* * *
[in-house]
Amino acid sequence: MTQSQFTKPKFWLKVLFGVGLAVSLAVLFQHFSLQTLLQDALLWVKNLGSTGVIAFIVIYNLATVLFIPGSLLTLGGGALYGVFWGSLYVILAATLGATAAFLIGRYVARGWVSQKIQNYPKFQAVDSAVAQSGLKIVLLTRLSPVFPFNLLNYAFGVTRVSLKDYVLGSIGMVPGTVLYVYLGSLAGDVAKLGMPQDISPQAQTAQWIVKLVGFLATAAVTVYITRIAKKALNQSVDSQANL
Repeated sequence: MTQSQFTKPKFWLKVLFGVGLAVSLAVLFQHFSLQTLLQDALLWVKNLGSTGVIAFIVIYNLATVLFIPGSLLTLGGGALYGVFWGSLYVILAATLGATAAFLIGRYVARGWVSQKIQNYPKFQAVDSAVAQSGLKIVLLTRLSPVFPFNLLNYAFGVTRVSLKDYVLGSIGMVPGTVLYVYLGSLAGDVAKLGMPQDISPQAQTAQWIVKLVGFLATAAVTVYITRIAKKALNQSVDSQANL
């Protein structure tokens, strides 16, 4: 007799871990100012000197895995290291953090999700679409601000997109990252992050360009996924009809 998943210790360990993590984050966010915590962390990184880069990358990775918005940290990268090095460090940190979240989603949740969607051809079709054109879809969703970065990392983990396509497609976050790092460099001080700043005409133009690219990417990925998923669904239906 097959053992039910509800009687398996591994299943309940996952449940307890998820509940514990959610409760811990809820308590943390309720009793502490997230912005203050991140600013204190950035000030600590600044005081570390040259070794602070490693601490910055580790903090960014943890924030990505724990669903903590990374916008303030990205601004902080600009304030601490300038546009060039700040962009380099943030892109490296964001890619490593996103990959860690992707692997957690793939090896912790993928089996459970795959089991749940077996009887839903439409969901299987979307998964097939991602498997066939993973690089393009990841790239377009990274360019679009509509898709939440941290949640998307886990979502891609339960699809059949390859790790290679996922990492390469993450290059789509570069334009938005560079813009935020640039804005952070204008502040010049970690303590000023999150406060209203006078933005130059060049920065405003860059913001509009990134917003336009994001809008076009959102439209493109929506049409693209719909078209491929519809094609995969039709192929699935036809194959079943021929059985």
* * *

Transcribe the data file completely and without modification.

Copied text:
[in-house]
Amino acid sequence: MTQSQFTKPKFWLKVLFGVGLAVSLAVLFQHFSLQTLLQDALLWVKNLGSTGVIAFIVIYNLATVLFIPGSLLTLGGGALYGVFWGSLYVILAATLGATAAFLIGRYVARGWVSQKIQNYPKFQAVDSAVAQSGLKIVLLTRLSPVFPFNLLNYAFGVTRVSLKDYVLGSIGMVPGTVLYVYLGSLAGDVAKLGMPQDISPQAQTAQWIVKLVGFLATAAVTVYITRIAKKALNQSVDSQANL
Repeated sequence: MTQSQFTKPKFWLKVLFGVGLAVSLAVLFQHFSLQTLLQDALLWVKNLGSTGVIAFIVIYNLATVLFIPGSLLTLGGGALYGVFWGSLYVILAATLGATAAFLIGRYVARGWVSQKIQNYPKFQAVDSAVAQSGLKIVLLTRLSPVFPFNLLNYAFGVTRVSLKDYVLGSIGMVPGTVLYVYLGSLAGDVAKLGMPQDISPQAQTAQWIVKLVGFLATAAVTVYITRIAKKALNQSVDSQANL
């Protein structure tokens, strides 16, 4: 007799871990100012000197895995290291953090999700679409601000997109990252992050360009996924009809 998943210790360990993590984050966010915590962390990184880069990358990775918005940290990268090095460090940190979240989603949740969607051809079709054109879809969703970065990392983990396509497609976050790092460099001080700043005409133009690219990417990925998923669904239906 097959053992039910509800009687398996591994299943309940996952449940307890998820509940514990959610409760811990809820308590943390309720009793502490997230912005203050991140600013204190950035000030600590600044005081570390040259070794602070490693601490910055580790903090960014943890924030990505724990669903903590990374916008303030990205601004902080600009304030601490300038546009060039700040962009380099943030892109490296964001890619490593996103990959860690992707692997957690793939090896912790993928089996459970795959089991749940077996009887839903439409969901299987979307998964097939991602498997066939993973690089393009990841790239377009990274360019679009509509898709939440941290949640998307886990979502891609339960699809059949390859790790290679996922990492390469993450290059789509570069334009938005560079813009935020640039804005952070204008502040010049970690303590000023999150406060209203006078933005130059060049920065405003860059913001509009990134917003336009994001809008076009959102439209493109929506049409693209719909078209491929519809094609995969039709192929699935036809194959079943021929059985």